*Thi Bui: The best We Could Do (cont)
2mo
vivastory *Radtke's: Imagine Wanting Only This
*March trilogy
*Nicole Georges“ Calling Dr. Laura (out of all of the books I've mentioned so far, this was the only 4 star. But it's def worth reading I think)
I have posted full reviews of each of these on Litsy if you're curious to learn more about each title
(edited) 2mo
32 likes4 comments
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ChaoticMissAdventures
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Have you read any of the 100 Notable books picked by the NYT?
https://vm.tiktok.com/ZM8sW26eW/

I have read 12 and have 8 on my TBR shelf.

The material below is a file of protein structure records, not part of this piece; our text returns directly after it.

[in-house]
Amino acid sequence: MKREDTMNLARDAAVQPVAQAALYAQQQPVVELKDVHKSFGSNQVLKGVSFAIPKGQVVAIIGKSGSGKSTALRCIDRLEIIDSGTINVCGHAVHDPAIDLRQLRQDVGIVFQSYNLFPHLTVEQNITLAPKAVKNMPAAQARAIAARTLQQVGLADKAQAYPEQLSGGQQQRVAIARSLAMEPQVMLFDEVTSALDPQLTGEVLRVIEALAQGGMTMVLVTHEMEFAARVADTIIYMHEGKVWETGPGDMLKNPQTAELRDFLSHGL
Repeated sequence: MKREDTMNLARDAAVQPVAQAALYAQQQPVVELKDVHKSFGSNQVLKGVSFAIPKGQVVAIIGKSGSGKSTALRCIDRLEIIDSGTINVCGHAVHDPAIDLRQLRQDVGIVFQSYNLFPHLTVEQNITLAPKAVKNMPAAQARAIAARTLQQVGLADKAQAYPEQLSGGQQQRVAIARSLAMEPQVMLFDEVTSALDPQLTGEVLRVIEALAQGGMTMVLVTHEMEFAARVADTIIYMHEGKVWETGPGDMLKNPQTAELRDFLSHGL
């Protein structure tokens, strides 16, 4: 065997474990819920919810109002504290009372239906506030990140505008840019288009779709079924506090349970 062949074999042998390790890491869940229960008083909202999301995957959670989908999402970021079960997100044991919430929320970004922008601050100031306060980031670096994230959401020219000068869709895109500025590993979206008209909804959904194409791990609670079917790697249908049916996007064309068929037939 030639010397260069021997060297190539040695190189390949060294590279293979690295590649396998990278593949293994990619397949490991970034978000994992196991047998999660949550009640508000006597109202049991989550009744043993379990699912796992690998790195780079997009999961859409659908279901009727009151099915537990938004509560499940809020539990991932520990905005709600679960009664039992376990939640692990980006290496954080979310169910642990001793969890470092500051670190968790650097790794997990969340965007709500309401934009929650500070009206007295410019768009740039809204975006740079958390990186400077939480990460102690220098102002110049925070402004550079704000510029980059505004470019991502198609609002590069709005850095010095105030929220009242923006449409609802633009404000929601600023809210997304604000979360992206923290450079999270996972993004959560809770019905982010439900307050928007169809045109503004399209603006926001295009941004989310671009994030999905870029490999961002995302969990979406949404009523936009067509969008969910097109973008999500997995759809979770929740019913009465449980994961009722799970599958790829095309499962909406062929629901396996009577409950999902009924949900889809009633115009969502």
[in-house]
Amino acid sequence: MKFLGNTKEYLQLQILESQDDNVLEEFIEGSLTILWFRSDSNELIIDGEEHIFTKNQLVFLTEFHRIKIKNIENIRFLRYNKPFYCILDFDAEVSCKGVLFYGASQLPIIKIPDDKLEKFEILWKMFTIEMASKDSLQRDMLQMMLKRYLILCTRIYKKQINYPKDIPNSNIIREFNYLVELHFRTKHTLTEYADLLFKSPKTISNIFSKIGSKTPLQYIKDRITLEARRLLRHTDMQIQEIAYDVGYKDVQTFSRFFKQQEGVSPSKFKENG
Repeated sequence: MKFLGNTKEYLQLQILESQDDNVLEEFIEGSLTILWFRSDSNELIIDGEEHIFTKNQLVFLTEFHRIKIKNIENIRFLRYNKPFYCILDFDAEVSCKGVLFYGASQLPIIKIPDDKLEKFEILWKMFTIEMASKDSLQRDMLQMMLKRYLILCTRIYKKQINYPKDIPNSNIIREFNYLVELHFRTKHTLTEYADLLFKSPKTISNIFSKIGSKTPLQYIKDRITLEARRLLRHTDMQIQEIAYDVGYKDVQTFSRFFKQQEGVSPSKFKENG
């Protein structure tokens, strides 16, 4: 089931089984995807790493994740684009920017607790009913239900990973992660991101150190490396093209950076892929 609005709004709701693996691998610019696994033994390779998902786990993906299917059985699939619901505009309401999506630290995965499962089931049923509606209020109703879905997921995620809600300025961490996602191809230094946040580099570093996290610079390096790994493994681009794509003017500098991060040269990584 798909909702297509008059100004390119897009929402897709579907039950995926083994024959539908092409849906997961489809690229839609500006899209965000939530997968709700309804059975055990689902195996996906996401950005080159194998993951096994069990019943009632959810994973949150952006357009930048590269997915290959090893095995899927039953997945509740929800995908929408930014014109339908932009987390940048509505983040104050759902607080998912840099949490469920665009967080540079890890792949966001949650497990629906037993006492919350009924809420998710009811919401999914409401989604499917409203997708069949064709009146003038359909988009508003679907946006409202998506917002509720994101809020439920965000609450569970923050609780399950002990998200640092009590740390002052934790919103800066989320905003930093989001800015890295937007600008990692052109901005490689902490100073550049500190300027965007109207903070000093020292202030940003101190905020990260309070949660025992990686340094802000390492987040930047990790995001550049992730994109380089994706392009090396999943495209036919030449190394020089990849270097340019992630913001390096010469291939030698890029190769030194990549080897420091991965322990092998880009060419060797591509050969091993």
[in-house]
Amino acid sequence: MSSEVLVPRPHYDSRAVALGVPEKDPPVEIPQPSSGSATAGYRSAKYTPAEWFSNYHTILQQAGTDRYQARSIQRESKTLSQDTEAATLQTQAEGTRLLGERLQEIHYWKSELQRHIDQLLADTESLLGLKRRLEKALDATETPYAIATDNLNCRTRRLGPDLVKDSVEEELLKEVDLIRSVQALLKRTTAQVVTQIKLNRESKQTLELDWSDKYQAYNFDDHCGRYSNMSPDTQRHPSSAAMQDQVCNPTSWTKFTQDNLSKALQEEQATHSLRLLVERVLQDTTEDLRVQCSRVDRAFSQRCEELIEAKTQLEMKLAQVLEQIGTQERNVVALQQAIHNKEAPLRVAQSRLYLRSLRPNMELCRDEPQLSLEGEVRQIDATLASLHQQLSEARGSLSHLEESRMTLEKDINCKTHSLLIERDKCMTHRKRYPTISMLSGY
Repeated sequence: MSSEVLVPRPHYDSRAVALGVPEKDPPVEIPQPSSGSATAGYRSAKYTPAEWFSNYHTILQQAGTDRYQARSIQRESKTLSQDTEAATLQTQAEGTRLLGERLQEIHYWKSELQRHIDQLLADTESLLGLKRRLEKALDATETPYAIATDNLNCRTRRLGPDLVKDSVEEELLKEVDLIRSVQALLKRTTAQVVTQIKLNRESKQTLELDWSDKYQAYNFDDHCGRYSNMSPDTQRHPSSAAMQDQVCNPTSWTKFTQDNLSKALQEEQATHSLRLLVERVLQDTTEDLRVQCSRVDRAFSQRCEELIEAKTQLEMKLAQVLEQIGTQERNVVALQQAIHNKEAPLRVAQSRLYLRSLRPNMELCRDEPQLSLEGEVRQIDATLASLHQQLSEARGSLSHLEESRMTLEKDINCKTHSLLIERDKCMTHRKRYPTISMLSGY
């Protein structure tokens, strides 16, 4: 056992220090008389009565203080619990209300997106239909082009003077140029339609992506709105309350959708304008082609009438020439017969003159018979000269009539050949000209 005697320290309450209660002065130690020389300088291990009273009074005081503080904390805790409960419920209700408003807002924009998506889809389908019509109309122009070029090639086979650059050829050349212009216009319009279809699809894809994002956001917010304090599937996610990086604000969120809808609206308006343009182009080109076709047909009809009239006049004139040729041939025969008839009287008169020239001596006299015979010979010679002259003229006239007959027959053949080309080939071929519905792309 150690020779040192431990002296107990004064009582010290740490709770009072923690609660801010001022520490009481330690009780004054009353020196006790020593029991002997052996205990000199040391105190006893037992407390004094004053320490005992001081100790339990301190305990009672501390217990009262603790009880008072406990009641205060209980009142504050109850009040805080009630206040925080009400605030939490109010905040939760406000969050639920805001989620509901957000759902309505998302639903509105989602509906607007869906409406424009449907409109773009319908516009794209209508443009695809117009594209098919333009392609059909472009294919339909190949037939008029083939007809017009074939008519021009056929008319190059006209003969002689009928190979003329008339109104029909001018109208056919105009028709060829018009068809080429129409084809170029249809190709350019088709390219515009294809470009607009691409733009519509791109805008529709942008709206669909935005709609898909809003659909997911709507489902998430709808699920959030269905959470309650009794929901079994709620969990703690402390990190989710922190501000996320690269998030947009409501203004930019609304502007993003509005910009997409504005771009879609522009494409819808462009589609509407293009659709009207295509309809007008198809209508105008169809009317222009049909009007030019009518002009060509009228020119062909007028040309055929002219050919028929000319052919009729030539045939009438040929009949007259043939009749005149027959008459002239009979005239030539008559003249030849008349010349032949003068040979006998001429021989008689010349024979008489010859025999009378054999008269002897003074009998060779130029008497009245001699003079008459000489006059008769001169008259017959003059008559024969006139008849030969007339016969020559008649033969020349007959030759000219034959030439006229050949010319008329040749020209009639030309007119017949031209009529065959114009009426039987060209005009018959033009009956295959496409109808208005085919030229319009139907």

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Cinfhen
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#USKindleDailyDeal #NewYearWhoDis #Winning Wow!! So glad I found this today 💜 @MallenNC @Blaire

Soubhiville This is definitely in my top 10 list for this year! 2mo
Megabooks @Cinfhen my library has it! I definitely need to listen! 2mo
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Cinfhen I‘m so excited @Soubhiville because it wasn‘t available on any of my library services 2mo
Blaire @Soubhiville @Megabooks @cinfhen it really blew me away. Even the history I knew was told in a way that gave me new insight. Make sure to read the epilogue. 2mo
MallenNC That‘s great timing! 2mo
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rsteve388